Previous trauma or placement of

punctal

plugs

The duct may have a “stone” blocking the passage.

Slide17

Tear Duct Surgery

Minor tear duct surgery can be done in the office with local anesthesia.These procedures usually involve removing a foreign body or enlarging the opening.This may also involve irrigation of the lacrimal system.

17

Slide18

Tear Duct Surgery

Major tear duct surgery which typically involves re-routing the tear duct is done in the operating room under general anesthesia.

This procedure is called a DCR.

To begin, a small, half inch, incision is made between the eye and the nose.

A new, internal opening is made between the tear sac and the inside of the nose,

re-routing

the path through which tears drain.

Slide19

19

Tear Duct Surgery

Lastly, a small, flexible, silicone tube is placed, and acts as a stint to keep the new duct open.

This tube is generally kept in place for about 6 weeks and is removed easily through the nose, in the office.

Slide20

Post Op - Eyelids

For upper or lower lid surgery

Bruising generally lasts for 1 to 2 weeks

2 weeks if upper and lower eyelids are done simultaneously

Swelling can take a full month to go down, but a majority of it will decrease in the first week

For the first 24-48 hours, you should keep ice on the lids and sleep with your head elevated.

Slide21

21

Post Op - Eyelids

You will apply antibiotic ointment to the incisions twice a day, until your post-op appointment one week after surgery.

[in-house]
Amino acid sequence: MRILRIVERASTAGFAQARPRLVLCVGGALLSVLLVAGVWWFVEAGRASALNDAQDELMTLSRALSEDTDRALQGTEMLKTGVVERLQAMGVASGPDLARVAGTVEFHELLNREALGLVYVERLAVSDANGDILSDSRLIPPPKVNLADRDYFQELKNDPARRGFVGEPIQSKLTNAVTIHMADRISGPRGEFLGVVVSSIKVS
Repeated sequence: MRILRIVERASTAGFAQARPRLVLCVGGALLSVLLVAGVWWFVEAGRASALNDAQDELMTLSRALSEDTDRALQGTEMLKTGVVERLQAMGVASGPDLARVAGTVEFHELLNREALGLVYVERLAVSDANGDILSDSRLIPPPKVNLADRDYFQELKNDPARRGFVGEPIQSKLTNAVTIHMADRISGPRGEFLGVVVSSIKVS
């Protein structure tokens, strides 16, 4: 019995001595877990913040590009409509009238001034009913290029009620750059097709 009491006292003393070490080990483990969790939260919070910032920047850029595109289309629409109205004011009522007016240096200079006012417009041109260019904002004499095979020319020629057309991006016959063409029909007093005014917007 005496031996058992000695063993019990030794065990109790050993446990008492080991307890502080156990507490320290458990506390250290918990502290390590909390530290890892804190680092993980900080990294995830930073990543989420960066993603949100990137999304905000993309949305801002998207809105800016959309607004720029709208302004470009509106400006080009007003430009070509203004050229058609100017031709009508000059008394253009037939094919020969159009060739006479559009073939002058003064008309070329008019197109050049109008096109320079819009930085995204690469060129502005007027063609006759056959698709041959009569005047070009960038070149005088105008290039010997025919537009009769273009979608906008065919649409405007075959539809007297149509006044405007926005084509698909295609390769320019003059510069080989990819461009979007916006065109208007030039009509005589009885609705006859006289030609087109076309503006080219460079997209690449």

This type of surgery is typically not painful and pain medication is not usually needed after 1-2 days.

Slide22

Post Op – Tear Duct

Tear duct surgery

Is similar to the eyelid surgery course

Bruising and swelling is usually limited to one side

There is some additional risk of bleeding from the nose since part of the procedure requires work in the nose.

Slide23

Blood Thinners

You would need to be off of any blood thinners 5 to 7 days before surgery, unless otherwise discussed.

You may need to get a letter from the physician who monitors

this

stating that it is fine to be off

the blood thinner.

Slide24

24

Blood Thinners

Some

examples of blood thinners include

Over the Counter Prescription

Aspirin

Plavix

Vitamin E Coumadin (or

Warfarin

)

Ginko

Pradaxa

Ginseng

Aggrenox

Garlic supplement

Ticlid

Fish Oil

Efient

Slide25

Risks

Although eyelid and tear duct surgery is typically safe and uneventful, it is still surgery. Usual risks include:

Bleeding, which could affect your eyesight

Scarring

Infection

Asymmetry

Need for additional surgery

Anesthesia – Anesthesia staff will discuss with you before surgery

Slide26

Scheduling

If you did not schedule your procedure on your initial visit, we will get in touch with you over the next few days to set this up.

We are generally booked out about two weeks in advance.

Slide27

28

Scheduling

If you have a commercial insurance (CIGNA, BCBS, Aetna, United, etc), certain types of eyelid surgery may require pre-authorization. This can take up to 4-6 weeks.

Medicare does not require pre-authorization.

Slide28

James S. Linder, MD, PC

Thank you for giving us the opportunity to take care of you.

If you have any questions during this process, please call the office at (901) 680-1990, and speak to one of our staff members.